Ending the longest consecutive term as president of the Great Neck Board of Education, Barbara Berkowitz handed over the job to Rebecca Sassouni at a swearing-in ceremony last Thursday.
In remarks after taking her oath of office, Sassouni alluded to a majority opinion from U.S. Supreme Court Justice Stephen Breyer calling American public schools nurseries of democracy.
“As president I intend to lead with an open mind and a generative growth mindset in order to work with my colleagues,” she said. “We will work to open our minds and share ideas and best practices, among the board, the administration and in the policies we enact. Where we may differ, we will try to reach consensus.”
Sassouni, who defeated challenger John Jhang last year, assured the public there will continue to be time allocated to hear comments. She also hinted at using video conferencing technology to allow for remote viewing.
“The GNPS Board has long been and will continue to be mindful of the community we serve as fiduciaries, the children entrusted to our care, and the staff whose chosen profession was and will always be noble even before they were thrust into the role of ‘first responders’ due to COVID-19,” Sassouni said. “Please know we are here to hear, and we do, even when you may not get the quick answer or retort you desire.”
A mother of four Great Neck public school alums and 27-year resident of the peninsula, Sassouni suggested a grander vision for her district – one with a diversity of thought and civil discourse.
“It is my sincere hope that we can model democracy and the marketplace of ideas at our meetings and in our community,” Sassouni said. “To that end, although I am honored to hold this gavel … I hope never to use it.”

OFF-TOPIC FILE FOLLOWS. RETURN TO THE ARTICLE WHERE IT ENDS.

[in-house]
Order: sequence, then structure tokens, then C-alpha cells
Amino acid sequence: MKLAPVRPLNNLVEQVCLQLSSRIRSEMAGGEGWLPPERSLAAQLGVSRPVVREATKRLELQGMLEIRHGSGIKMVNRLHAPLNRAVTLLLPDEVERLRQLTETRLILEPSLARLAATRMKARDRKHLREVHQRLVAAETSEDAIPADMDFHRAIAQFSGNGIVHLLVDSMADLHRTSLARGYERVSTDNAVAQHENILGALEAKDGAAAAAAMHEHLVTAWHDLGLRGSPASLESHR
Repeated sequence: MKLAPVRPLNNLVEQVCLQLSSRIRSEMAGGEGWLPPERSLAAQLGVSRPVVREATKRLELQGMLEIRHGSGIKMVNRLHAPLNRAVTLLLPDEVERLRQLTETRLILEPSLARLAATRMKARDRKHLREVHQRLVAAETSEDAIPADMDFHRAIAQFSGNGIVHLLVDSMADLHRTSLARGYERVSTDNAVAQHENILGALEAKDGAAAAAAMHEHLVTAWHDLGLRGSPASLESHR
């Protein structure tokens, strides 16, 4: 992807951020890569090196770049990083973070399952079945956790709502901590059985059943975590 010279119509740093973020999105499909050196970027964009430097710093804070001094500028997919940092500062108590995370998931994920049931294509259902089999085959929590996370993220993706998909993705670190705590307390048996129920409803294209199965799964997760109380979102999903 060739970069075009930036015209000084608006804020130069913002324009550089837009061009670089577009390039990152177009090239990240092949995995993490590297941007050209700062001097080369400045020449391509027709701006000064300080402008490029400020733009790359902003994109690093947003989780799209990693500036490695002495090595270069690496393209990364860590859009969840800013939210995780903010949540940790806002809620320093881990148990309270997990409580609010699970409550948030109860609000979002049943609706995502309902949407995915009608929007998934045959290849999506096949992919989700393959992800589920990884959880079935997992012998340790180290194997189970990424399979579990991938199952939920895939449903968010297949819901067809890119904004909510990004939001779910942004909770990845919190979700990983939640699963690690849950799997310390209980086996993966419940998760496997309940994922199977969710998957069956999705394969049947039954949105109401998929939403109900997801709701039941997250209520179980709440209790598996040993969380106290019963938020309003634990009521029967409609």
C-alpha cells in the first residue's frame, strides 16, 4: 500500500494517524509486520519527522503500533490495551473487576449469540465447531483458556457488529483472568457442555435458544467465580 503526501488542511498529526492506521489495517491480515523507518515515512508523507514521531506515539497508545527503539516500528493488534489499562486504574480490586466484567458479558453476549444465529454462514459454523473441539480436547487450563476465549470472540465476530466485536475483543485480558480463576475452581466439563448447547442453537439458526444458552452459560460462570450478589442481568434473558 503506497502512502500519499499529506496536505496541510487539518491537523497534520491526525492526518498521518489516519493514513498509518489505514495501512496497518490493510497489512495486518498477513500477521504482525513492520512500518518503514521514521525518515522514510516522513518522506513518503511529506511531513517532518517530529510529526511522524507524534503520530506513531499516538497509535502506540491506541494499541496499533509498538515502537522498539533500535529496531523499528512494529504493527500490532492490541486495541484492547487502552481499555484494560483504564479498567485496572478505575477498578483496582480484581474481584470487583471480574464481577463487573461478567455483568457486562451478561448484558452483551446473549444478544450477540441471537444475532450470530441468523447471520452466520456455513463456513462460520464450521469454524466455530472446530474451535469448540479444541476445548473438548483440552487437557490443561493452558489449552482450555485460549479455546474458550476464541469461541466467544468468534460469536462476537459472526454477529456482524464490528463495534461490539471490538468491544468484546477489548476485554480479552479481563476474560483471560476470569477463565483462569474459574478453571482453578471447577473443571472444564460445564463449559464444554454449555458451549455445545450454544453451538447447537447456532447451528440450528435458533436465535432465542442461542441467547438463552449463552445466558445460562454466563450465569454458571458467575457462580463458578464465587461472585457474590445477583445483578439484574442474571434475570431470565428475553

Berkowitz, who had been president since 2006, will continue to serve as a trustee.
“I will certainly do my part, just not as president in the coming year,” she said. “It’s time for a change for the board, and I realize for myself.”
District Superintendent Teresa Prendergast also attended the meeting. She offered thanks to the schools’ faculty and staff and gave an assessment of student learning progress during a year spent adjusting to life with coronavirus.
“When you think about some of the challenges that other school districts faced, I feel quite confident in stating that there was no academic learning losses for our students,” Prendergast said. “Social and emotional components were also available to meet their needs as well as the needs of their family.”
Trustees changed more than their seats on the board. The district’s policy on bullying and harassment also got an adjustment, courtesy of an act signed by Gov. Andrew Cuomo in 2019 that clarifies discrimination based on race including hairstyles or other associated traits.
The amendment outlines characteristics that bullying or harassment may be based on, such as hair texture, protective hairstyles and sexual orientation. It was adopted unanimously.